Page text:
Looking under the paint’s surface with the aid of new technologies, enduring mysteries of the art world are being solved and masterpieces are revealing long-held secrets. One such secret involving Leonardo’s Mona Lisa can finally be put to rest, revealing a second authentic Mona Lisa. We will explore this and other mysteries and discoveries through vividly detailed images and captivating scholarly and forensic work.
How did we come to believe that ancient Greek and Roman art and architecture was meant to be colorless? Despite the evidence of color that has been recorded for centuries, most art historians chose to ignore it, and glorified the purity and idealism of ancient forms in white marble. A current exhibition at the Metropolitan Museum of Art showcases new research aided with new technologies and colorful reconstructions of ancient art that have been rewriting art history. This lecture is an exploration of ancient Greek and Roman art as it was meant to be: gilded and painted with bright colors and dizzying patterns.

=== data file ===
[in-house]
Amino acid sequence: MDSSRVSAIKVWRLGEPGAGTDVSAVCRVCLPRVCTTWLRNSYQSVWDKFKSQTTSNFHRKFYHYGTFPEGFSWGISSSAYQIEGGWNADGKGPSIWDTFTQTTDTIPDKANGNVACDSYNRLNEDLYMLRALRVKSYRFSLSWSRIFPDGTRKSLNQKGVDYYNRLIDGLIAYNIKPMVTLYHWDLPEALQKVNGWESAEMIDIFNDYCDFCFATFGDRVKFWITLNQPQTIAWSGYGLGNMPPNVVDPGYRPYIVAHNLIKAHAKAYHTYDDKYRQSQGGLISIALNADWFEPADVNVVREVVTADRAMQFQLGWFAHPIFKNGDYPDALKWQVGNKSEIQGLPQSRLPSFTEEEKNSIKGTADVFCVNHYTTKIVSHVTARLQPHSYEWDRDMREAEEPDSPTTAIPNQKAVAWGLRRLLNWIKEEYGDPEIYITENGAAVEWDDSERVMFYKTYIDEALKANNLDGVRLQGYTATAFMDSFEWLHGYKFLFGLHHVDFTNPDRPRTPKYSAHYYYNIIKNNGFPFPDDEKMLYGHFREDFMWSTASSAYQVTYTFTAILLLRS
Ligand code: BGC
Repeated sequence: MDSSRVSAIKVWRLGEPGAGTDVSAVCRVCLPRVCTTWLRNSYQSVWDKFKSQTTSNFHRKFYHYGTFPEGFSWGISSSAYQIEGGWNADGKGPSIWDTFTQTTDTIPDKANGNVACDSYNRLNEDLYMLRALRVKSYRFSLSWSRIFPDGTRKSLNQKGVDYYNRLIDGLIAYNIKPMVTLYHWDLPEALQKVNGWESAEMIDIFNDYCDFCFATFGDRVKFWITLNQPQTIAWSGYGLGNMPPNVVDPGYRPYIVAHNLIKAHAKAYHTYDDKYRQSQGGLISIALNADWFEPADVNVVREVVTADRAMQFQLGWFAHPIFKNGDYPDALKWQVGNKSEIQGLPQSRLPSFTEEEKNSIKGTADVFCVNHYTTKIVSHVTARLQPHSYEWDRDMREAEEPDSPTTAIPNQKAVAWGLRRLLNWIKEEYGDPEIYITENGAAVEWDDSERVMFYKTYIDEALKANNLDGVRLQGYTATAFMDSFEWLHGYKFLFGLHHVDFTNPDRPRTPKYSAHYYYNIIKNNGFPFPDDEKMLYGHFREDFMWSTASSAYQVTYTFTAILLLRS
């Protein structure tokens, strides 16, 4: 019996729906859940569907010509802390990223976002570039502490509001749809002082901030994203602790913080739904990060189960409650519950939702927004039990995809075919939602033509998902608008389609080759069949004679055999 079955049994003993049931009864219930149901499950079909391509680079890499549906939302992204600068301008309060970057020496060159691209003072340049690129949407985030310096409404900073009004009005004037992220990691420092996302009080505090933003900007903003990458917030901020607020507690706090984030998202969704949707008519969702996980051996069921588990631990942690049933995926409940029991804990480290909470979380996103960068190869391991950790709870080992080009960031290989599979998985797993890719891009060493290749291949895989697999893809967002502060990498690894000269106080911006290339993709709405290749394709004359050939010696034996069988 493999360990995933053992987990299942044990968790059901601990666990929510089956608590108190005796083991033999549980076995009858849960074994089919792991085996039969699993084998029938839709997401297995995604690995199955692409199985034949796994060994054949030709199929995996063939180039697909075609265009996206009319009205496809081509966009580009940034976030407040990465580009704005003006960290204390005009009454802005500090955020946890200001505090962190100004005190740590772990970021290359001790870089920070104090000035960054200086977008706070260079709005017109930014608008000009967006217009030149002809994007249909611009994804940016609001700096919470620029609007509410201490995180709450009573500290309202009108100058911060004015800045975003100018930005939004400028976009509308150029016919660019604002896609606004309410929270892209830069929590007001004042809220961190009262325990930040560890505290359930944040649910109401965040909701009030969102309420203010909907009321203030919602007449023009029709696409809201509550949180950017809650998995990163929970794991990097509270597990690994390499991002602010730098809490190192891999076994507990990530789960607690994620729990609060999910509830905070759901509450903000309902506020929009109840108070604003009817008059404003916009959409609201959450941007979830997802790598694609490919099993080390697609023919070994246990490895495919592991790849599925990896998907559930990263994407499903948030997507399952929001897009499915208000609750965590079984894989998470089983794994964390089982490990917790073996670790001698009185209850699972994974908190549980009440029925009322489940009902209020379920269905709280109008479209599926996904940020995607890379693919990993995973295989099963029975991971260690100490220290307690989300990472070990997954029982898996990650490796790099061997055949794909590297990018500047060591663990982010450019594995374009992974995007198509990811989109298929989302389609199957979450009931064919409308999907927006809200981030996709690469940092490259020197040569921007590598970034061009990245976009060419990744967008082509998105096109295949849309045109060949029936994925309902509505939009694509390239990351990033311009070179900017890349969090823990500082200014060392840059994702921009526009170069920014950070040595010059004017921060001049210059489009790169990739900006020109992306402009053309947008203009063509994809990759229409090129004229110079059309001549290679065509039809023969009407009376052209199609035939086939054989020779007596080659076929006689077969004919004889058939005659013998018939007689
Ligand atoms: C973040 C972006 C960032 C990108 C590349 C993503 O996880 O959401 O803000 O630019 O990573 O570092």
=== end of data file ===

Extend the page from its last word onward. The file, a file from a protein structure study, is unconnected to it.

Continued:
Christmas: from keeping Christ in it, to carols filling the air at the mall before Thanksgiving, to preserving holiday traditions that link us back to our past – it can all seem a bit chaotic. But what if you were to look at another era when issues like commercialization, piety and preserved traditions were depicted in paintings? This lecture focuses on the art of 17th-century Flanders and Holland, including works by great masters like Franz Hals, Rembrandt, Jan Steen, Pieter Breughel and Jacob Jordaens, and how each artist depicts Christmas and the season with plentitude, piety and parody.